IBM upgrades Tivoli ID management

Automation and integration were the order of the day at IBM Corp., as the company announced on Monday the arrival of new enhancements to its Tivoli identity management line – a move that IBM said will help lower customer costs and ease deployment.

Automating functions that were previously manual and tedious will help organizations reduce costs, meet compliance requirements, and improve service level and security, said Irvine, Calif.-based Jeff Drake, director of security strategy with IBM Tivoli Software. He added that the enhancements will also drive IBM’s On-Demand computing strategy.

“Automating is a very important part of the enterprise,” he said. “It provides the ability to get users access to things quickly; the ability to make sure that if people leave their [positions within a company] that those accesses are removed; and also about being able to protect access to core data and IT assets within the enterprise.”

New software upgrades to the Tivoli Access Manager will help eliminate redundant access control lists and will allow companies to quickly react to changing business conditions, the company said.

In addition, Drake said new software components in the Tivoli Identity Manager, Tivoli Directory Integrator, Tivoli Directory Server and Tivoli Privacy Manager will enable management automation in a more secure, dynamic computing environment and provide increased flexibility and better rules management.

This propels Tivoli into being more than a standalone product, he added. “The product can be getting data from business processes and making changes or taking action based on data from business processes.”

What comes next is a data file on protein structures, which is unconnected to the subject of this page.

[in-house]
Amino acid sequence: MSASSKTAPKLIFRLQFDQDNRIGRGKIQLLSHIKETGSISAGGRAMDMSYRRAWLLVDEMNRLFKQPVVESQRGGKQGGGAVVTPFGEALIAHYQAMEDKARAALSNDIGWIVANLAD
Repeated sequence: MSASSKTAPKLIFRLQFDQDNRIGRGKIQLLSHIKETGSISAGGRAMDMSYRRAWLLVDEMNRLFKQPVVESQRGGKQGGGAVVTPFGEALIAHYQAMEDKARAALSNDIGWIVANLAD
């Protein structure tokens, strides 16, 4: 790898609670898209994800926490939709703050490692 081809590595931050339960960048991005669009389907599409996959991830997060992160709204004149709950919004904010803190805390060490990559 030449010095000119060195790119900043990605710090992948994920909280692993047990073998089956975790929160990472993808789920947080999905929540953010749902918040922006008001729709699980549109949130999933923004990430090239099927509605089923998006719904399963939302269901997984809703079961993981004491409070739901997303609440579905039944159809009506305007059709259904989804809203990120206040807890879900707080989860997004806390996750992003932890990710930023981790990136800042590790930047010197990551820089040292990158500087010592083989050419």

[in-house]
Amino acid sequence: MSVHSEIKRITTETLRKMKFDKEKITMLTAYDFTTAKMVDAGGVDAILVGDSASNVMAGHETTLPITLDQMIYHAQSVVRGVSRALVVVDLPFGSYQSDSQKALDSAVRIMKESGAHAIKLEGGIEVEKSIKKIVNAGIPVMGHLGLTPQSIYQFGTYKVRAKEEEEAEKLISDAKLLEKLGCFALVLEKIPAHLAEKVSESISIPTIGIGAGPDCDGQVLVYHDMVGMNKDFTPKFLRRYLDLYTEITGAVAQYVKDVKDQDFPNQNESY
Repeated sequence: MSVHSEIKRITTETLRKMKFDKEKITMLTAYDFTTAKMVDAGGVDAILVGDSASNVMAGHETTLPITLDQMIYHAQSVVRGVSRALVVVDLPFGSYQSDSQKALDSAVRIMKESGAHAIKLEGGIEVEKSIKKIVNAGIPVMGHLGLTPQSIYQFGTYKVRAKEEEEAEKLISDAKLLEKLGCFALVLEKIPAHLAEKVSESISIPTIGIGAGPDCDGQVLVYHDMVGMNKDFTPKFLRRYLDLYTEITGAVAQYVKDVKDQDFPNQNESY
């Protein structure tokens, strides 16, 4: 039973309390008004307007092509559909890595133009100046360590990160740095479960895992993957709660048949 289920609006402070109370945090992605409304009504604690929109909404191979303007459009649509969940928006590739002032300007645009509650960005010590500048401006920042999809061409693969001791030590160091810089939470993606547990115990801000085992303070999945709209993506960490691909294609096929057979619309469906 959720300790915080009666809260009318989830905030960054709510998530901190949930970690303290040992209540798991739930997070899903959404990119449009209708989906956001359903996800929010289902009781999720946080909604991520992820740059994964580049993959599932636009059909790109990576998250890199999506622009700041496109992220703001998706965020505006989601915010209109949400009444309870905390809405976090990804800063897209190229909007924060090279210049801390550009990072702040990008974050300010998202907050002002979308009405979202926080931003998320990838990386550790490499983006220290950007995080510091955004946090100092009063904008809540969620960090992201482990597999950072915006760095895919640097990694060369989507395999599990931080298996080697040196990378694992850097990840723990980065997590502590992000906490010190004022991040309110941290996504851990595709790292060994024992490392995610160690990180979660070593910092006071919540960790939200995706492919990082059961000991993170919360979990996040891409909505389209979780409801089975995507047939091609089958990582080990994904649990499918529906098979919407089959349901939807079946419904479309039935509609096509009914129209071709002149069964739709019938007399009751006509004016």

Drake explained that as organizations start to make changes in automation, business processes will start to kick off identity processes.

Take, for example, a corporate merger in an on-demand computing environment. The newly-formed company has to scale up its IT environment processes quickly as well as absorb new employees, Drake said, which in turn will kick off processes in the identity management suite so that users are provisioned with their access right away. People who are not part of the merger would have their access revoked right away.

“They become an overall part of the on-demand computing environment for the enterprise,” Drake added.

The arrival of the updated Tivoli family offering and the subsequent move into the identity management space comes on the heels of several acquisitions made by IBM in the past year including the purchase of both Access360 and Metamerge.

Technology from these companies – the ability to take user data and configure new users onto applications and the ability to synchronize data from the user repositories to start building a trusted identity store – was only the first step, Drake explained.

“We’ve got the suite put together now, we’ve got them all integrated as products – now it’s time to allow business processes to pass data to the identity suite of products so that action can be taken without people having to intervene,” Drake said.

For Rich Ptak, president and founder of Amherst, N.H.-based research firm Ptak & Associates Inc., while the Tivoli enhancements bring an improved level of automation to the suite, the offerings aren’t expected to ‘wow’ users.

“Tivoli’s ID management products have been doing well in general in the marketplace but I don’t see these things as being breathtakingly new,” Ptak told IT World Canada. “(The new features) keep them competitive with the marketplace. Does it give them an enormous leg up? I don’t see cutting edge, leap-frogging-the-competition-like capabilities. I see stuff that is needed.”

He noted that the ability to automatically respond to events is a message that is coming out of not only IBM, but the rest of the network management community.

What Tivoli is responding to is an interest in the marketplace in having automated response, integrated security capabilities and solutions that are easier to use and easier to implement, Ptak explained.

The updates are available immediately. More information about IBM Tivoli Software can be found at

– With files from Carly Suppa, IT World Canada